The “Law & Order” franchise, with its cases ripped from the headlines, is often a useful barometer of public sentiment. And so after a year in which one of the biggest culture stories was vitriolic attacks on women in video gaming, last night’s episode, “Intimidation Game,” was of particular interest. While the umbrella known as GamerGate includes some people who are primarily focused on consumer advocacy, arguing that gaming publications have grown increasingly disinterested in the mechanics of games in favor of coverage of their politics, “Intimidation Game” suggests that essentially none of that message has reached a mass audience.
The word GamerGate doesn’t appear anywhere in “Intimidation Game.” But neither does the much-mocked contention that the movement is really about ethics in gaming journalism. Instead, the story is purely about misogyny and violence.
“Intimidation Game” follows a character named Raina (Mouzam Makkar) who is preparing to launch a major new title, and has been brushing off allegations that she is only marrying her fiancé (Peter Mark Kendall) to fund the project. She refuses to be cowed by an attack on one of her employees at an e-sports championship, or even being SWAT-ed during a pre-launch interview. But the day of the rollout, she is kidnapped and sexually abused by fans of a hyper-violent first-person shooter. One of her attackers is shot during her rescue, one pleads guilty and a third is headed to trial at the end of the episode. But even with this show of law enforcement involvement and interest, Raina decides she’s done with gaming.
“Law & Order: Special Victims Unit” tends to privilege victims’ perspectives and experiences, and that set of priorities carries over into “Imitation Game.” But it’s an episode that might have benefited from closer attention to the perpetrators.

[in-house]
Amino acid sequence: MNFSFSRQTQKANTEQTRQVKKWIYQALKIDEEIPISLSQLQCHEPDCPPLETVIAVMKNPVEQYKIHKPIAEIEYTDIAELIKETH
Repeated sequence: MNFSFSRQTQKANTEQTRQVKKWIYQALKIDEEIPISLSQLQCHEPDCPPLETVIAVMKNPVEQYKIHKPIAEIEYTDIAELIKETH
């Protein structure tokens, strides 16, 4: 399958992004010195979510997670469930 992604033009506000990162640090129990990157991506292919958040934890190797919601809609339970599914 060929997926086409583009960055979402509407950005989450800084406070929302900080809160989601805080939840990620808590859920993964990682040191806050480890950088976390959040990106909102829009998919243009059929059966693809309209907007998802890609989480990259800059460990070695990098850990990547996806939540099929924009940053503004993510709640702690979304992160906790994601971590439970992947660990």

The first men we meet talk in message-board speak, telling a woman “Go home, Gamergirl,” and “Raina Punjabi only got this Feminazi game made by being a slut.” Of the men who kidnap and assault Raina, we learn only a very few things. One of them is presented, via his distraught mother and later his own words, as a guy who got too involved in his in-game friendships. The other is presented as a true radical who lured the others into his plans. But we only get a few sentences about their motivations. Veteran detective (and gamer) Fin Tutuola (Ice T) ultimately dismisses them as people who got confused about the difference between a game and real life.
This sort of justification is trotted out almost every time someone who plays video games commits an act of violence, but here, as in the real world, it feels terribly insufficient. “Intimidation Game” manages to simultaneously make the men who threaten violence against women in gaming seem much more competent than they have been in real life so far and to underrate the malevolence it takes to make someone’s life a misery for making things you don’t like, or for liking different things than the ones that mean so much to you.
In a way, the most interesting thing about the episode is Olivia Benson’s (Mariska Hargitay) position within it. As one of the original “Law & Order: Special Victims Unit” detectives, Olivia was the first and most passionate voice for victims on the series. So to see her a slightly more skeptical voice in the episode is an indication of just how much sex- and gender-based violence has changed since the show has been on the air.
When she worries that her adopted son’s future is going to be “playing cyber cowboys and Indians,” Olivia sounds a little bit like a fusty culture warrior.
But more powerfully, her initial reaction speaks to the ways in which law enforcement isn’t keeping up with a new environment. “Guys, unless there’s a specific threat, there’s nothing we can do about it,” she tells the detectives she’s supervising. Later, she wants to know what the case has to do with the Special Victims Unit’s mission. It’s Dominick Carisi, Jr. (Peter Scanavino) who trolls through Internet forums and finds something actionable — and also makes clear to Olivia that this is a matter of sexual violence, rather than a mere business dispute.
(In a nice aside, the episode also has Fin express frustration with the role that the police themselves play in SWAT-ing incidents, jumping to provide an overwhelming response before assessing a reported threat.)
I can imagine the people who wrote to me last year explaining that their attraction to GamerGate stemmed from ethics and consumer issues would be frustrated with “Intimidation Game.” But there’s a strategic insight to be found behind any sense of unfairness. If this is what the public at large thinks of GamerGate, it’s time for ethics and consumer advocates to find a new label.